Richard Lee Jackson of Jonathan Jackson and Enation: Capturing the Energy of Live Shows
We recorded and released our new EP called Blame-shifter with producer Greg Archilla (Matchbox 20, Collective Soul). We wanted to track the drums in a big room but we didn’t want to spend money for a huge studio. Greg came up with the idea of tracking it at SIR rehearsal room in Nashville.
We brought in our own Pro Tools rig and outboard gear, and then ran the drums through the PA to get the big room sound. The result was a big sound without a huge budget on the day.
One of our goals in the new EP was to capture the visceral energy of our live shows. There is something intangible that happens in a live performance that’s really hard to capture within a studio environment. Tracking at SIR was the most fun I’ve ever had as a drummer tracking for an album. The PA and stage made me feel right at home, as if I were at a gig. The songs themselves are in the alt rock vein, so having that kind of immediate sense of the room helped me with feel for the songs.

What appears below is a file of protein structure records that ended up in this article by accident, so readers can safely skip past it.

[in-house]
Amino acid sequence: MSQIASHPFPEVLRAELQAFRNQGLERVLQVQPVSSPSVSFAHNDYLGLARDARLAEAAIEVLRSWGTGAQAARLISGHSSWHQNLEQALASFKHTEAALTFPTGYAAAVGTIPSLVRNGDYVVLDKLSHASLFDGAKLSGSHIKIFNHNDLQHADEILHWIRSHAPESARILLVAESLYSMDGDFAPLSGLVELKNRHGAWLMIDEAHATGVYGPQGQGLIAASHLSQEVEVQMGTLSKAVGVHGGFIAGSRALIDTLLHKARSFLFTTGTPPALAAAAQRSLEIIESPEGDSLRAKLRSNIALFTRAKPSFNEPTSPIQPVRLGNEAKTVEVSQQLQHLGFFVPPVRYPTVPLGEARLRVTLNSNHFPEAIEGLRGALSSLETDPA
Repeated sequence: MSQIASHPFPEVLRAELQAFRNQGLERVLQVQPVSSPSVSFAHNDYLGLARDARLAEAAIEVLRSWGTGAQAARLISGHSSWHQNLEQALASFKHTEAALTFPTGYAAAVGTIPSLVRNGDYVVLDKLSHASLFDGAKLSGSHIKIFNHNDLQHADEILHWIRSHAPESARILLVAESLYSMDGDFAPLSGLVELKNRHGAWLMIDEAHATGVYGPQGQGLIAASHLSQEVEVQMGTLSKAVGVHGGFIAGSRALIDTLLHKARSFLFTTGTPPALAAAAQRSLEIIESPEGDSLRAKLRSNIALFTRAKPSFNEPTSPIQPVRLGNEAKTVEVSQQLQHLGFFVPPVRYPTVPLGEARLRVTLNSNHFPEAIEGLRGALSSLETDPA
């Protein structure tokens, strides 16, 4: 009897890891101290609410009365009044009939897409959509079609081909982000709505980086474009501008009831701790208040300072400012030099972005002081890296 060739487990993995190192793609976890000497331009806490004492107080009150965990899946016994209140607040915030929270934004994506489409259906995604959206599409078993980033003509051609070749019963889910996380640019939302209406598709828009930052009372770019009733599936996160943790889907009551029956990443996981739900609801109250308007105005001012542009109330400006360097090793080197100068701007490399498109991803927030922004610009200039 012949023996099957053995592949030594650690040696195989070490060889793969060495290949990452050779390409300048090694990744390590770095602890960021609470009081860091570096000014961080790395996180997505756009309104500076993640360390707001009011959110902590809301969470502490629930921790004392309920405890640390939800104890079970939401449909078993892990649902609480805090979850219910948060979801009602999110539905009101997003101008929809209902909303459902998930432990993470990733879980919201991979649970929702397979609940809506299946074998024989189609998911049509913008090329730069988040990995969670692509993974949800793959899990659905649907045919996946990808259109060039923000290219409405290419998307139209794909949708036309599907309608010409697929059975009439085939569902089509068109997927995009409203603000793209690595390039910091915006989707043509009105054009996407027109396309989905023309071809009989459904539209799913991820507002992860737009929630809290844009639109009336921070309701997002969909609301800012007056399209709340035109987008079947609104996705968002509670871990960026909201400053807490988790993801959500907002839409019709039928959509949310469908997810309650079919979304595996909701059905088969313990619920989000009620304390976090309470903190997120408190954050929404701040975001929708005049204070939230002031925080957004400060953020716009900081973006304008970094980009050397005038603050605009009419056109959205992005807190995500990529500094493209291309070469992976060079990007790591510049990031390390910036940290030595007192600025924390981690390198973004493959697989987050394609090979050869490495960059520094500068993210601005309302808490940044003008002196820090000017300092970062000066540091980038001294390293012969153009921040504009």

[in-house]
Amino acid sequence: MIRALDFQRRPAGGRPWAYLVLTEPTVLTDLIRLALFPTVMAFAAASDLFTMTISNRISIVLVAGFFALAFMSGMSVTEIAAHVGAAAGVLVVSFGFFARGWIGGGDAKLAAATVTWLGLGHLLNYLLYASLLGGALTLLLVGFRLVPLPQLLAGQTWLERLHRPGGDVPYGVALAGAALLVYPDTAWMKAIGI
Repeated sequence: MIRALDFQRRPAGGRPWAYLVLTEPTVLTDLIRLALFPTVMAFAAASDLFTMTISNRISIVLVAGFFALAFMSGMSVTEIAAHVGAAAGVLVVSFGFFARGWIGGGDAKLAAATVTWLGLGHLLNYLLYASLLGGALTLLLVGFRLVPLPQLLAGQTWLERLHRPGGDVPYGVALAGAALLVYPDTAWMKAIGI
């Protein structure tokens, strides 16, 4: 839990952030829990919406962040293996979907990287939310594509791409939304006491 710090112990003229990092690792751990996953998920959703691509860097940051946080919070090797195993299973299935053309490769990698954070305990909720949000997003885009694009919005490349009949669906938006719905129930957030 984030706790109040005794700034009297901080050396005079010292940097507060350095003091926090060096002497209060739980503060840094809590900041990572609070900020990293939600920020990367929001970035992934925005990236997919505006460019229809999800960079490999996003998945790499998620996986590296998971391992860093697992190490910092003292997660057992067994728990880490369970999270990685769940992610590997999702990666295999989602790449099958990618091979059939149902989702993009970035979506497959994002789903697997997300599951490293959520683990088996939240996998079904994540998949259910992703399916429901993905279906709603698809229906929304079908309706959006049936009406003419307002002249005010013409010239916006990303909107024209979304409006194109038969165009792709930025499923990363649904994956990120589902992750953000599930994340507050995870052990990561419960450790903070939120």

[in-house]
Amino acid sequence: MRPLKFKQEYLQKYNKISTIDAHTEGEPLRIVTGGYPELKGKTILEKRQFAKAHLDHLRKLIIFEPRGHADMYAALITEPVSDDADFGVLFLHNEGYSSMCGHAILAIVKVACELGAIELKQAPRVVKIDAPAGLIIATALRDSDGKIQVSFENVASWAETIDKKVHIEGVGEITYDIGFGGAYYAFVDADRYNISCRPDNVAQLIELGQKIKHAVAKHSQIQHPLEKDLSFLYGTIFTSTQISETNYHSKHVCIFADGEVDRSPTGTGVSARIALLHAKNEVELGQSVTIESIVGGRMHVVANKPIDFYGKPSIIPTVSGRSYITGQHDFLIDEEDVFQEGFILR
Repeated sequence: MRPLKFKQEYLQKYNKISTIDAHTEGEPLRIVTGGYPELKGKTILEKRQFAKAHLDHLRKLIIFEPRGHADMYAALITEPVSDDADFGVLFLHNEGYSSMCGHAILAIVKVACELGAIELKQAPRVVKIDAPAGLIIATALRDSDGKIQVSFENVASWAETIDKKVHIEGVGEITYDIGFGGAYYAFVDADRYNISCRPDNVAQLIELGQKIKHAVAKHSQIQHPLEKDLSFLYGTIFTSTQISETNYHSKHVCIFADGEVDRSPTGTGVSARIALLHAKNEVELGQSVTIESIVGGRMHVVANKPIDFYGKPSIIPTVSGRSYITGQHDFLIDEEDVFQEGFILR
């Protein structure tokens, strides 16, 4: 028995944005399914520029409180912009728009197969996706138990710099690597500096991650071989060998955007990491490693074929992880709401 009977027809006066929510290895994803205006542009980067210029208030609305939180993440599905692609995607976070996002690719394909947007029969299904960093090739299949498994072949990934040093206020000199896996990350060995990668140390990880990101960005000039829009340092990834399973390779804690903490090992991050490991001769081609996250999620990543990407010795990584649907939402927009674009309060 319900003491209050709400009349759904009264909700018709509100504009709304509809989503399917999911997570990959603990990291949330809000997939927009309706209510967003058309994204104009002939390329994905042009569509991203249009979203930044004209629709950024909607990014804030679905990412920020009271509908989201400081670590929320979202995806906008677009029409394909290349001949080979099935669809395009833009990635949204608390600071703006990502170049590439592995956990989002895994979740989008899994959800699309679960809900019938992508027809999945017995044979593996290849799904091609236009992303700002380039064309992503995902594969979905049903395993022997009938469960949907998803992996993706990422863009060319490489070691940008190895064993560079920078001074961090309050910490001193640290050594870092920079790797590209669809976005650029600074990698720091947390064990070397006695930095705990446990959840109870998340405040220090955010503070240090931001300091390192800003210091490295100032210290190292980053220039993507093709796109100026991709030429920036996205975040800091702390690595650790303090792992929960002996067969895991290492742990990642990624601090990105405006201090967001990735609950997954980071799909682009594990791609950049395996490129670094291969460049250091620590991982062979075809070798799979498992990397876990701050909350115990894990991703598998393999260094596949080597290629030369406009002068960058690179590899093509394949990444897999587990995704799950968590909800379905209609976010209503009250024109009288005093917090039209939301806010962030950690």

We are also on tour this summer and one of the things that I’ve been thinking about in terms of drums is dynamic. You want to have a lot of dynamic in the parts you play so that it has maximum impact. Sometimes, like on the cover of Echo and the Bunnymen’s “Killing Moon,” where the groove stays pretty consistent with one mallet and one hard stick, it’s as simple as the right accents. If you don’t overplay, the dynamic when you do make a change in the groove or an accent really stands out.
And, as I’ve said before, always play with passion, no matter how you feel personally. There’s no substitute for the audience connecting with the heart and soul of an artist.